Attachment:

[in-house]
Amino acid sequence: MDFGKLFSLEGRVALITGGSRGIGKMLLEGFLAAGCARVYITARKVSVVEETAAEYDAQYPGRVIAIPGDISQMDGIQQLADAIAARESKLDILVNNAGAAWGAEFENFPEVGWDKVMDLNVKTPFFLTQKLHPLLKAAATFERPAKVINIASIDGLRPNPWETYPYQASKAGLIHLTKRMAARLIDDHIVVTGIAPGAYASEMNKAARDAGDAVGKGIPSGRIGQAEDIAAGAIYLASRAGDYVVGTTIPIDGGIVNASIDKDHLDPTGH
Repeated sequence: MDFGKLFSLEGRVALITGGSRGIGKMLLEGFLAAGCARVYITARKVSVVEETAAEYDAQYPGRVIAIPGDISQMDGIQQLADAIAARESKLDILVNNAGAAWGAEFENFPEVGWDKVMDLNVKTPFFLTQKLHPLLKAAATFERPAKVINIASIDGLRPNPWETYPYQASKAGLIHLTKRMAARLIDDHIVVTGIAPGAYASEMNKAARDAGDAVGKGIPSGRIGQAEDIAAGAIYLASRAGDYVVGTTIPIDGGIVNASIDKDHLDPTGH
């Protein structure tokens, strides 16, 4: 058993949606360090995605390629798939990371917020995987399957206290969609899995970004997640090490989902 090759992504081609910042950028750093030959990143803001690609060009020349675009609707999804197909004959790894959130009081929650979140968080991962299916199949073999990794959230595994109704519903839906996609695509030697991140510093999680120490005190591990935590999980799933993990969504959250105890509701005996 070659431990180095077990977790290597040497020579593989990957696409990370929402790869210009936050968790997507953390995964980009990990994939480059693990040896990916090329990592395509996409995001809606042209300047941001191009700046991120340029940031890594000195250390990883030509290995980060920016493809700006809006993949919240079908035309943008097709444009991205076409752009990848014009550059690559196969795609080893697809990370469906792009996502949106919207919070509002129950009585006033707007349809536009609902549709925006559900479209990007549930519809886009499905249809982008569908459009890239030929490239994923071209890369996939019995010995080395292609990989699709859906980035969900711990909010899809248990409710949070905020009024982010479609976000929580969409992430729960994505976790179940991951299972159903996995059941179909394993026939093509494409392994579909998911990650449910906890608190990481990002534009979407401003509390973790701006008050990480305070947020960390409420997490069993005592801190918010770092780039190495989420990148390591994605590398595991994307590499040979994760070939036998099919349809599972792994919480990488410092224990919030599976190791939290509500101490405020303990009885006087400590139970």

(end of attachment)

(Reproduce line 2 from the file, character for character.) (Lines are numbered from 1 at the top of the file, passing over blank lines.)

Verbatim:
Amino acid sequence: MDFGKLFSLEGRVALITGGSRGIGKMLLEGFLAAGCARVYITARKVSVVEETAAEYDAQYPGRVIAIPGDISQMDGIQQLADAIAARESKLDILVNNAGAAWGAEFENFPEVGWDKVMDLNVKTPFFLTQKLHPLLKAAATFERPAKVINIASIDGLRPNPWETYPYQASKAGLIHLTKRMAARLIDDHIVVTGIAPGAYASEMNKAARDAGDAVGKGIPSGRIGQAEDIAAGAIYLASRAGDYVVGTTIPIDGGIVNASIDKDHLDPTGH